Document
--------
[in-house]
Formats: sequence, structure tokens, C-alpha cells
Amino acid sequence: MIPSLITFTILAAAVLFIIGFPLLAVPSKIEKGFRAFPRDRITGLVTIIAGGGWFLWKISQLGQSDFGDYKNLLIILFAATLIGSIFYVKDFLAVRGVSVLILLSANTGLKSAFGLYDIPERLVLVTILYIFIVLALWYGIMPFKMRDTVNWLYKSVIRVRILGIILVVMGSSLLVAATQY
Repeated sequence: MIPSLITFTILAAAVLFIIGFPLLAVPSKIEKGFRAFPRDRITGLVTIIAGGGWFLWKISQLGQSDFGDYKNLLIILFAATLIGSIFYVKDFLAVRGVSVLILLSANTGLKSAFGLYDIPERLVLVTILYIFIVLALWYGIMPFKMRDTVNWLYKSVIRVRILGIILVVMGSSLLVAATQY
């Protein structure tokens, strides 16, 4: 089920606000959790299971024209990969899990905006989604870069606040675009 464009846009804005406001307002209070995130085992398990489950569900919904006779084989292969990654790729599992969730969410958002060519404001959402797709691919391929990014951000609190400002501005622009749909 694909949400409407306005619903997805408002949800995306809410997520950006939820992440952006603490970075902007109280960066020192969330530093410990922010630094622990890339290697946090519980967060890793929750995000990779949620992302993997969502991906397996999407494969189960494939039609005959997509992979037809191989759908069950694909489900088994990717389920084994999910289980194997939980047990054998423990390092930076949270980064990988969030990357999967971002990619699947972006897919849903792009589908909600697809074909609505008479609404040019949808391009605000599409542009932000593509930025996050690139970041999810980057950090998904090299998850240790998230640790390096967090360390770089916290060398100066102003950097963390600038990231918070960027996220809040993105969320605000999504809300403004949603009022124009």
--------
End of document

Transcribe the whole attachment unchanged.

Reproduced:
[in-house]
Formats: sequence, structure tokens, C-alpha cells
Amino acid sequence: MIPSLITFTILAAAVLFIIGFPLLAVPSKIEKGFRAFPRDRITGLVTIIAGGGWFLWKISQLGQSDFGDYKNLLIILFAATLIGSIFYVKDFLAVRGVSVLILLSANTGLKSAFGLYDIPERLVLVTILYIFIVLALWYGIMPFKMRDTVNWLYKSVIRVRILGIILVVMGSSLLVAATQY
Repeated sequence: MIPSLITFTILAAAVLFIIGFPLLAVPSKIEKGFRAFPRDRITGLVTIIAGGGWFLWKISQLGQSDFGDYKNLLIILFAATLIGSIFYVKDFLAVRGVSVLILLSANTGLKSAFGLYDIPERLVLVTILYIFIVLALWYGIMPFKMRDTVNWLYKSVIRVRILGIILVVMGSSLLVAATQY
């Protein structure tokens, strides 16, 4: 089920606000959790299971024209990969899990905006989604870069606040675009 464009846009804005406001307002209070995130085992398990489950569900919904006779084989292969990654790729599992969730969410958002060519404001959402797709691919391929990014951000609190400002501005622009749909 694909949400409407306005619903997805408002949800995306809410997520950006939820992440952006603490970075902007109280960066020192969330530093410990922010630094622990890339290697946090519980967060890793929750995000990779949620992302993997969502991906397996999407494969189960494939039609005959997509992979037809191989759908069950694909489900088994990717389920084994999910289980194997939980047990054998423990390092930076949270980064990988969030990357999967971002990619699947972006897919849903792009589908909600697809074909609505008479609404040019949808391009605000599409542009932000593509930025996050690139970041999810980057950090998904090299998850240790998230640790390096967090360390770089916290060398100066102003950097963390600038990231918070960027996220809040993105969320605000999504809300403004949603009022124009």